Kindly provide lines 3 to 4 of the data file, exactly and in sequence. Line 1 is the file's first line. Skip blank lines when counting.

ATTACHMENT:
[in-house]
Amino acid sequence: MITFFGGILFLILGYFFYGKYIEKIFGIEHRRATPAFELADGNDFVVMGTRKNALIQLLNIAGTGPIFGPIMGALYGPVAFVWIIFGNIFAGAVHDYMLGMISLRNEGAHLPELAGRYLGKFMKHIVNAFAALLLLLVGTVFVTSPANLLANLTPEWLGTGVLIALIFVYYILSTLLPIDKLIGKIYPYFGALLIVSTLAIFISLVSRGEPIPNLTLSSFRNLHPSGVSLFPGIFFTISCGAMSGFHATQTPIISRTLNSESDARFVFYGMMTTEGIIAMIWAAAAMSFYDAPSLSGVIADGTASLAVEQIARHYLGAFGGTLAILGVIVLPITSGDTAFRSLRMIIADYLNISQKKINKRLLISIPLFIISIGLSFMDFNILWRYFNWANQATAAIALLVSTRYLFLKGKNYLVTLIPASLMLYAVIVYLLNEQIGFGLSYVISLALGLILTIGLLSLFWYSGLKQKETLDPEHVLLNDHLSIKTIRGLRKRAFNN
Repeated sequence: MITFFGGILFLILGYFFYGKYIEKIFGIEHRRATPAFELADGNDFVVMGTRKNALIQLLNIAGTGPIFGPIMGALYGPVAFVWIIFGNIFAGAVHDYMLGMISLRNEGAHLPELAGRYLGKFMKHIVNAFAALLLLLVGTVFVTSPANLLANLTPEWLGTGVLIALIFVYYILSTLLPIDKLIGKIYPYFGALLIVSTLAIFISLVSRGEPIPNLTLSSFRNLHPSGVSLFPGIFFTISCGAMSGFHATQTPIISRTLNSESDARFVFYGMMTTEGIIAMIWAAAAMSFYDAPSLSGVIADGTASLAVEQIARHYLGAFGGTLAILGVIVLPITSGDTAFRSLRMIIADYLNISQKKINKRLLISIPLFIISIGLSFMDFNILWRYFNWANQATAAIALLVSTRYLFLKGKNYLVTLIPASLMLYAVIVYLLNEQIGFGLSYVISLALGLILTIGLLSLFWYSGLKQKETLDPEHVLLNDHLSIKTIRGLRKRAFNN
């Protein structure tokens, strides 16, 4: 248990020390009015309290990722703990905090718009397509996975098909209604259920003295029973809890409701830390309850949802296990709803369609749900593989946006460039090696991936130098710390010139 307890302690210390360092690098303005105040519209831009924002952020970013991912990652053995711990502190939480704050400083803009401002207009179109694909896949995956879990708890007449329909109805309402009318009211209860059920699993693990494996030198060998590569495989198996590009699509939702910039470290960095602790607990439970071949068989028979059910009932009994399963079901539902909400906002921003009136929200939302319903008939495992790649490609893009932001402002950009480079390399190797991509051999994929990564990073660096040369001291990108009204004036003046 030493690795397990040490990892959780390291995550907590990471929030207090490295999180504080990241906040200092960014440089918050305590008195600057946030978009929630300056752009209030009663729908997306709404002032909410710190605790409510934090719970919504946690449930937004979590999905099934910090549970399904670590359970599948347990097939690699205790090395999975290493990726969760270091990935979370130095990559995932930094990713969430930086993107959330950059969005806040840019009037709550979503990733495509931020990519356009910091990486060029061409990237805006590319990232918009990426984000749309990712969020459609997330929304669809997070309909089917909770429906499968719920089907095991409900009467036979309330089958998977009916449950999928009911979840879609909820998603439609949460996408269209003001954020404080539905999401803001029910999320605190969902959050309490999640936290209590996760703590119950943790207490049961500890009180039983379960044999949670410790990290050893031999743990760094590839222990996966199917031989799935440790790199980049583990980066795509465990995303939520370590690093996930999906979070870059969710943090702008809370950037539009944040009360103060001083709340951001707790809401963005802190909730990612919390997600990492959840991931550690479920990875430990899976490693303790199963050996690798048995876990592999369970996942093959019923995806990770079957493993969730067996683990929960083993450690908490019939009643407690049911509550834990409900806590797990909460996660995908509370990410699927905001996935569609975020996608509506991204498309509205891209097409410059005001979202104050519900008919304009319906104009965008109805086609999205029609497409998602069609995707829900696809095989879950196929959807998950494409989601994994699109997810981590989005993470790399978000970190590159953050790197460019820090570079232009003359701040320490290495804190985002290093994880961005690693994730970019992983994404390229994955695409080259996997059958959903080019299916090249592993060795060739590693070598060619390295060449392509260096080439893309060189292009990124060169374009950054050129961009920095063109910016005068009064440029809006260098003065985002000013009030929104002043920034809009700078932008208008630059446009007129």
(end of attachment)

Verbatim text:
Repeated sequence: MITFFGGILFLILGYFFYGKYIEKIFGIEHRRATPAFELADGNDFVVMGTRKNALIQLLNIAGTGPIFGPIMGALYGPVAFVWIIFGNIFAGAVHDYMLGMISLRNEGAHLPELAGRYLGKFMKHIVNAFAALLLLLVGTVFVTSPANLLANLTPEWLGTGVLIALIFVYYILSTLLPIDKLIGKIYPYFGALLIVSTLAIFISLVSRGEPIPNLTLSSFRNLHPSGVSLFPGIFFTISCGAMSGFHATQTPIISRTLNSESDARFVFYGMMTTEGIIAMIWAAAAMSFYDAPSLSGVIADGTASLAVEQIARHYLGAFGGTLAILGVIVLPITSGDTAFRSLRMIIADYLNISQKKINKRLLISIPLFIISIGLSFMDFNILWRYFNWANQATAAIALLVSTRYLFLKGKNYLVTLIPASLMLYAVIVYLLNEQIGFGLSYVISLALGLILTIGLLSLFWYSGLKQKETLDPEHVLLNDHLSIKTIRGLRKRAFNN
């Protein structure tokens, strides 16, 4: 248990020390009015309290990722703990905090718009397509996975098909209604259920003295029973809890409701830390309850949802296990709803369609749900593989946006460039090696991936130098710390010139 307890302690210390360092690098303005105040519209831009924002952020970013991912990652053995711990502190939480704050400083803009401002207009179109694909896949995956879990708890007449329909109805309402009318009211209860059920699993693990494996030198060998590569495989198996590009699509939702910039470290960095602790607990439970071949068989028979059910009932009994399963079901539902909400906002921003009136929200939302319903008939495992790649490609893009932001402002950009480079390399190797991509051999994929990564990073660096040369001291990108009204004036003046 030493690795397990040490990892959780390291995550907590990471929030207090490295999180504080990241906040200092960014440089918050305590008195600057946030978009929630300056752009209030009663729908997306709404002032909410710190605790409510934090719970919504946690449930937004979590999905099934910090549970399904670590359970599948347990097939690699205790090395999975290493990726969760270091990935979370130095990559995932930094990713969430930086993107959330950059969005806040840019009037709550979503990733495509931020990519356009910091990486060029061409990237805006590319990232918009990426984000749309990712969020459609997330929304669809997070309909089917909770429906499968719920089907095991409900009467036979309330089958998977009916449950999928009911979840879609909820998603439609949460996408269209003001954020404080539905999401803001029910999320605190969902959050309490999640936290209590996760703590119950943790207490049961500890009180039983379960044999949670410790990290050893031999743990760094590839222990996966199917031989799935440790790199980049583990980066795509465990995303939520370590690093996930999906979070870059969710943090702008809370950037539009944040009360103060001083709340951001707790809401963005802190909730990612919390997600990492959840991931550690479920990875430990899976490693303790199963050996690798048995876990592999369970996942093959019923995806990770079957493993969730067996683990929960083993450690908490019939009643407690049911509550834990409900806590797990909460996660995908509370990410699927905001996935569609975020996608509506991204498309509205891209097409410059005001979202104050519900008919304009319906104009965008109805086609999205029609497409998602069609995707829900696809095989879950196929959807998950494409989601994994699109997810981590989005993470790399978000970190590159953050790197460019820090570079232009003359701040320490290495804190985002290093994880961005690693994730970019992983994404390229994955695409080259996997059958959903080019299916090249592993060795060739590693070598060619390295060449392509260096080439893309060189292009990124060169374009950054050129961009920095063109910016005068009064440029809006260098003065985002000013009030929104002043920034809009700078932008208008630059446009007129």